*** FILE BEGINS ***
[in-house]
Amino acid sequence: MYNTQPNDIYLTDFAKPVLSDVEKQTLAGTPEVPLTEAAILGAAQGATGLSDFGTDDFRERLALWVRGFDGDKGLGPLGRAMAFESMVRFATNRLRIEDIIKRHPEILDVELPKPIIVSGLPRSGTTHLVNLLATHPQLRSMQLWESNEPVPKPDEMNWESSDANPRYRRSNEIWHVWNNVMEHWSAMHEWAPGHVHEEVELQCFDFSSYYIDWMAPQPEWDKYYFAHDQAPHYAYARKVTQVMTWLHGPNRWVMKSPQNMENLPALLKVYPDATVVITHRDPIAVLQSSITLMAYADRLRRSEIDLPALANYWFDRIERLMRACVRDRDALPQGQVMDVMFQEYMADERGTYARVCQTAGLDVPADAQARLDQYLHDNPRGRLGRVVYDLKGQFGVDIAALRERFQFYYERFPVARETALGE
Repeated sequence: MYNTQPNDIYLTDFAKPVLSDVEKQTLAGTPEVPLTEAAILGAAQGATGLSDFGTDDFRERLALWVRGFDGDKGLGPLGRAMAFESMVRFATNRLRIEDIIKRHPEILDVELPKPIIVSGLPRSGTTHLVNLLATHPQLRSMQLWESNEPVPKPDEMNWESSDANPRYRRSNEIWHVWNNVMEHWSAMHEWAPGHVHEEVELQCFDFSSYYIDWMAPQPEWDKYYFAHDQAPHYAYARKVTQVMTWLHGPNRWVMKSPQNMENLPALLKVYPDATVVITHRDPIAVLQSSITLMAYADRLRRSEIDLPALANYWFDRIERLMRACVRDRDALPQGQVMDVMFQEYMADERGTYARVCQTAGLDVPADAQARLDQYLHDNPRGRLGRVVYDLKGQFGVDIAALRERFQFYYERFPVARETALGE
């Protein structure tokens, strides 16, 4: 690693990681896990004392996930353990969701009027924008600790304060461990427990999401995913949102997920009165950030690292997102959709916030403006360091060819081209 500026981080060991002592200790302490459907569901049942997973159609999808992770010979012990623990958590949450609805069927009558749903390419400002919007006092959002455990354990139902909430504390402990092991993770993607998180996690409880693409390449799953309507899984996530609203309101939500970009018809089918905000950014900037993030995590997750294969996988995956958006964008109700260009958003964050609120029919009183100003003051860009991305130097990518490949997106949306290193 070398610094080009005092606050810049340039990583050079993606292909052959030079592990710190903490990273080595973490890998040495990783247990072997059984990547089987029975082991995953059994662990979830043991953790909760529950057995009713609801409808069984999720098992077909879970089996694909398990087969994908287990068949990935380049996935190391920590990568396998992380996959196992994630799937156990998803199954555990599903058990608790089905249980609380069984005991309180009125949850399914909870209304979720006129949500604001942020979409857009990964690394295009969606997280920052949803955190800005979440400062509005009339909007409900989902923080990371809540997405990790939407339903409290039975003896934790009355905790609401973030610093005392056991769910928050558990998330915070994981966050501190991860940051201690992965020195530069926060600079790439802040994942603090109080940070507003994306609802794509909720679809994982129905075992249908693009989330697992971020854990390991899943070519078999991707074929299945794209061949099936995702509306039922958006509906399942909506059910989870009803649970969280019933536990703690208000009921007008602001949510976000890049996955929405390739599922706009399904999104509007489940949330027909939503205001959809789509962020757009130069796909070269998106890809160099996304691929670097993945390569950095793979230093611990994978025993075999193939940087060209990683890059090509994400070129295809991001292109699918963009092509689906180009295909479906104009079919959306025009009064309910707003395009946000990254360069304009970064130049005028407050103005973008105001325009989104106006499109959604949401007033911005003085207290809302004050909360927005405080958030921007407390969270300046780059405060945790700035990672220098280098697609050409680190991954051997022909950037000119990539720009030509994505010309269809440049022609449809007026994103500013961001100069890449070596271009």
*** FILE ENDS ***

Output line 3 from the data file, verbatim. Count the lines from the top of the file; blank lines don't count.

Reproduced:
Repeated sequence: MYNTQPNDIYLTDFAKPVLSDVEKQTLAGTPEVPLTEAAILGAAQGATGLSDFGTDDFRERLALWVRGFDGDKGLGPLGRAMAFESMVRFATNRLRIEDIIKRHPEILDVELPKPIIVSGLPRSGTTHLVNLLATHPQLRSMQLWESNEPVPKPDEMNWESSDANPRYRRSNEIWHVWNNVMEHWSAMHEWAPGHVHEEVELQCFDFSSYYIDWMAPQPEWDKYYFAHDQAPHYAYARKVTQVMTWLHGPNRWVMKSPQNMENLPALLKVYPDATVVITHRDPIAVLQSSITLMAYADRLRRSEIDLPALANYWFDRIERLMRACVRDRDALPQGQVMDVMFQEYMADERGTYARVCQTAGLDVPADAQARLDQYLHDNPRGRLGRVVYDLKGQFGVDIAALRERFQFYYERFPVARETALGE